Why Apple might be the next RIM
I love Apple. I really do. There's no company in the world that makes better consumer products, but… yes, there's a but… I think this is the beginning of the end.
Right now, they're a media darling. Apple products are flying off the shelves. Analysts are coming out with trillion dollar valuations. The stock price has shot up 50% in three months.
But, let's not forget that RIM was once flying high too. Between 2005 and 2009, their market share almost doubled (source) and with it, their stock price more than sextupled from $23 to $145. They were a Wall Street darling and everyone loved their Crackberry. They were a big deal. Now look at them.
Here are three reasons, Apple can easily become the next RIM:
1. The Golden Goose is gone.
RIM's golden goose was push email. That little red light was like crack. It flashed when you had a new email and with each new flash, a whole host of endorphins were released and people loved it. Most importantly, push email was unique to RIM. But, over time, competitors like Apple have been able to replicate this system without infringing on RIM's patent.
Apple's Golden Goose was Steve Jobs. He was the visionary that took Apple from the brink of collapse to the powerhouse it is today. He had the foresight to see that mobile phones would cannibalize their iPod and therefore decided to launch the iPhone. He had been the measure against which every product is checked.
Now that he's gone, it's hard to see someone taking his role as that measure, that visionary who saw where the market was going and pointed Apple in the right direction.
It should also be noted that Steve did his best to ensure Apple would continue innovating after his departure. He brought in business professors to codify their internal processes to help the company succeed without him. While in theory this sounds great, I do have reservations about it. In practice, you may have those guiding lines and they'll help a bit but they won't have the same impact as having a strong product-focused leader.
Recently, Tim Cook has taken over as CEO. Tim is an impressive individual and has been an amazing COO. But, he's an operations guy, not a product guy. As Steve Jobs said,
“Lots of companies have tons of great engineers and smart people. But ultimately, there needs to be some gravitational force that pulls it all together. Otherwise, you can get great pieces of technology all floating around the universe. But it doesn't add up to much.”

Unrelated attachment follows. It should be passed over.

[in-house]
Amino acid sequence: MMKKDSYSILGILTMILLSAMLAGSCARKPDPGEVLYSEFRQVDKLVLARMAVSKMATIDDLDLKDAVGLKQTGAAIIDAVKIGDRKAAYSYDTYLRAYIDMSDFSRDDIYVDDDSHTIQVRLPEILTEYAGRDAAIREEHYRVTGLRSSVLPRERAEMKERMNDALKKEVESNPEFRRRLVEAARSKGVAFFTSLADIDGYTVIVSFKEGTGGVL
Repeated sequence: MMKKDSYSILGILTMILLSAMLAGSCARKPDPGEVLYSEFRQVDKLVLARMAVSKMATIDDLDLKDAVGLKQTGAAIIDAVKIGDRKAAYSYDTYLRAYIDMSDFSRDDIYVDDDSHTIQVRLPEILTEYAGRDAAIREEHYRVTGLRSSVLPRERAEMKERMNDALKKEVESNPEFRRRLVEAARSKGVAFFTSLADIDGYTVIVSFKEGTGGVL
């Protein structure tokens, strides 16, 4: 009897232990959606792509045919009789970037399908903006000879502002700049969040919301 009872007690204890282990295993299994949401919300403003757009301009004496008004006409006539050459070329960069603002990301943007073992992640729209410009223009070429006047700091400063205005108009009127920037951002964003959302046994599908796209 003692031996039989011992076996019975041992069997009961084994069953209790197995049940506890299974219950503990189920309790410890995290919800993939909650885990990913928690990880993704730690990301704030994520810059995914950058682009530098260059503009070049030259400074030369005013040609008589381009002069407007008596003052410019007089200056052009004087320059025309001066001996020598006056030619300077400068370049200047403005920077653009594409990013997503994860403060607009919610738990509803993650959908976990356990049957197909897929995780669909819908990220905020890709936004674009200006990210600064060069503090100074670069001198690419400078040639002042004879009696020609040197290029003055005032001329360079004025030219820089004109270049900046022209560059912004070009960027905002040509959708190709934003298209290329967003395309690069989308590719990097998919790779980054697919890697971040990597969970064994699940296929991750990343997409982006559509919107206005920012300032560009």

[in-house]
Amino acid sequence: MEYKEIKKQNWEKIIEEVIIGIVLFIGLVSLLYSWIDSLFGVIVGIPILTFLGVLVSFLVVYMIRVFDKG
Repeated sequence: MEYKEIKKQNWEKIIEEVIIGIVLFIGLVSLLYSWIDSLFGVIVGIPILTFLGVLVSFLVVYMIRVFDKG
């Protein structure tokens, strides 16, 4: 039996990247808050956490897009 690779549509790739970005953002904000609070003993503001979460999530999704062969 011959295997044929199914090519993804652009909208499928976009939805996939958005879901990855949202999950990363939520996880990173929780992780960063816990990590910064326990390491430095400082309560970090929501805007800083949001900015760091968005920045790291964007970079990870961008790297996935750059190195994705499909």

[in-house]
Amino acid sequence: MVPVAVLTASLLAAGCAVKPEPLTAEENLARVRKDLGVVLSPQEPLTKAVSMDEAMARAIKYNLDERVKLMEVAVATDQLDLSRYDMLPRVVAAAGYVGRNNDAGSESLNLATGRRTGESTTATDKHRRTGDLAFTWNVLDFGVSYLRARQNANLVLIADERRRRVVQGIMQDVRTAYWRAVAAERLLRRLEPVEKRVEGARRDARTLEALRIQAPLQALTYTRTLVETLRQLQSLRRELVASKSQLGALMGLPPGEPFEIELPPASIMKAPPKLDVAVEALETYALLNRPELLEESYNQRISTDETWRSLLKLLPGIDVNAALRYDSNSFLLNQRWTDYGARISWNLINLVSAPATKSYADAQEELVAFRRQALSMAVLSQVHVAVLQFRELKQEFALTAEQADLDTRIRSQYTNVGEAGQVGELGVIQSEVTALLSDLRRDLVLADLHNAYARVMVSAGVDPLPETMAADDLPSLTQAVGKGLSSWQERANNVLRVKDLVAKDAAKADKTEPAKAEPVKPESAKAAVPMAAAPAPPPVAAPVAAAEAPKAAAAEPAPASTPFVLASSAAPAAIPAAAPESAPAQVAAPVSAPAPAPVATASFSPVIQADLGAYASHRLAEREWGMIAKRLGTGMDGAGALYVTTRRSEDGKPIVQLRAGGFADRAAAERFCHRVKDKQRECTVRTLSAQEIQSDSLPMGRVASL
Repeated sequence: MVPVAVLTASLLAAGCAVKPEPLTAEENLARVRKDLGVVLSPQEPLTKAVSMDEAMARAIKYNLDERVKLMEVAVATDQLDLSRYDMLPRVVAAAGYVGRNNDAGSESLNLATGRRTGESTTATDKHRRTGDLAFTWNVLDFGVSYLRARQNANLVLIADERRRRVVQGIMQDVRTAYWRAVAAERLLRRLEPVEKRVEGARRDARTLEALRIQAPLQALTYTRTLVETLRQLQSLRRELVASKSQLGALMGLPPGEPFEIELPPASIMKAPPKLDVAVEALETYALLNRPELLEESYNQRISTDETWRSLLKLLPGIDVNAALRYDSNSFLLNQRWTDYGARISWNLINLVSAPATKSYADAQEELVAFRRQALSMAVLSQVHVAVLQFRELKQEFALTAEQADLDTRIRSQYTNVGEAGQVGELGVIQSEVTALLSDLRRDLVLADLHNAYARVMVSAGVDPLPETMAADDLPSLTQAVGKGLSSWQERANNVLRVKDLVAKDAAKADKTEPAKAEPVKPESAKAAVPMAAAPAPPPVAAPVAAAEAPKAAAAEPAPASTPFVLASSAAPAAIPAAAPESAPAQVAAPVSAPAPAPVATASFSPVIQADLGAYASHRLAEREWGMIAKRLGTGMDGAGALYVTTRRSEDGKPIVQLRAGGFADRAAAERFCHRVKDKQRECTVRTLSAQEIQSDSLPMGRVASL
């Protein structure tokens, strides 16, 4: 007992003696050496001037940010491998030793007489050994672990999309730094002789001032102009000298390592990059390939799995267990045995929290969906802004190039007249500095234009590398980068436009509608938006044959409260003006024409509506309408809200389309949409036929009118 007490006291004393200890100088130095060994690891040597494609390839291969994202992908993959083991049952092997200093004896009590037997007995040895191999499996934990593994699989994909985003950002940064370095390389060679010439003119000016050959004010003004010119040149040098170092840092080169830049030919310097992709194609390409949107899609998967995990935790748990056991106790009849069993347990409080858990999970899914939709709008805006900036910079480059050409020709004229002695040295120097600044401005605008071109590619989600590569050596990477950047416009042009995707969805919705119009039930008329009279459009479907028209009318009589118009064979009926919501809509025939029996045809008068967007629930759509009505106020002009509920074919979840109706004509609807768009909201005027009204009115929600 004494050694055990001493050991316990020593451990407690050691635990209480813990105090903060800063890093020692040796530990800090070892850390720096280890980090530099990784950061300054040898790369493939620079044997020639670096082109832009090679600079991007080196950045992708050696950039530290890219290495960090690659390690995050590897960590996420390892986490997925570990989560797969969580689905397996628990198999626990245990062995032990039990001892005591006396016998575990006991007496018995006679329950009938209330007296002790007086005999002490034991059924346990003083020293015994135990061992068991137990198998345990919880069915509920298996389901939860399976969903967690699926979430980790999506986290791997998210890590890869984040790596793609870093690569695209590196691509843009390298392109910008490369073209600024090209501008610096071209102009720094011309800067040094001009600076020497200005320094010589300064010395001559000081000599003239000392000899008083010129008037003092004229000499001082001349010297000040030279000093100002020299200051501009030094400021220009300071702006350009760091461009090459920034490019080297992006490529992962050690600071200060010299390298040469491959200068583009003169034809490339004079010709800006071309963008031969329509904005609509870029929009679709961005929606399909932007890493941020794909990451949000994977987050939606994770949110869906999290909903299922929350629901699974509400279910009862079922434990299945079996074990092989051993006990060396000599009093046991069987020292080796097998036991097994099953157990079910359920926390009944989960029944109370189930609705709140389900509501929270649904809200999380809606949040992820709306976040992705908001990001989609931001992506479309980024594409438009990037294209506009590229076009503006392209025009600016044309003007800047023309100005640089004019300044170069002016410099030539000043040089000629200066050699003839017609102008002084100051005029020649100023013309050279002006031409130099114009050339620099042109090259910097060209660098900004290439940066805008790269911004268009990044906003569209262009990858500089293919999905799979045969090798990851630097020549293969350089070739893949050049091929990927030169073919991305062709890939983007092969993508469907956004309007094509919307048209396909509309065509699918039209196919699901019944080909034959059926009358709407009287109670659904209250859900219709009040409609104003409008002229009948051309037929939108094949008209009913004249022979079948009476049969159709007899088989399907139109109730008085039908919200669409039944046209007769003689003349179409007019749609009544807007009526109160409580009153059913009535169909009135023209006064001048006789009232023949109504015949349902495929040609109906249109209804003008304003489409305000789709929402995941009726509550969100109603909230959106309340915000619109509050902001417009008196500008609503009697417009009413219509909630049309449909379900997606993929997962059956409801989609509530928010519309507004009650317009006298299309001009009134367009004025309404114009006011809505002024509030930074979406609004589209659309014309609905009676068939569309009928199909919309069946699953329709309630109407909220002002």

I personally have major doubts that Tim Cook can be that gravitational force but I would love to be proven wrong.
2. It's become a momentum stock.
As I mentioned above, Apple stock has risen 50% in the past three months but there hasn't been any major news that we can correlate to that jump, not even the dividend announcement. We strongly agree with Aswath Damodoran that this indicates that the biggest reason Apple's stock is rising is because it has in the recent past.
On top of this, it's become a favourite amongst institutional investors. This is a group of people known for buying stocks that have gone up and selling those that drop.
All of this adds up to to Apple starting to become priced for perfection. That means one bad quarter and speculators can jump ship quicker than you'll finish this sentence.
RIM had this same issue. Investors were fickle. They loved it when earnings report after earnings report topped expectations but as soon as it didn't, boom went the dynamite.
3. Consumer tastes are fickle.
Innovating to keep up with trends is difficult for any large company. This is something that RIM struggled with and is struggling with to this day.
This ties back to my first point. Since Steve was the golden goose who ensured Apple innovated, the question comes back to whether they can continue to be at the forefront of technology and define product categories without him. On the whole, consumers are fickle. There may be more of a brand affinity to Apple products than Blackberrys but for the mainstream consumer, they're always going to gravitate to the best product, regardless of brand.
It's very easy to see that with the speed of technological innovation, Apple could be quickly swept under the rug in much the same way RIM has been.
I wrote this to illustrate how quickly a tech titan can fall and it can even be those we cherish most. There's been a lot of fanfare recently about Apple and providing a contrarian viewpoint can often help bring things in perspective.
Apple is a great company but realistically, can they continue like this ad infinitum? History says no. What do you say?
The following article is from one of our external contributors. It does not represent the opinion of Benzinga and has not been edited.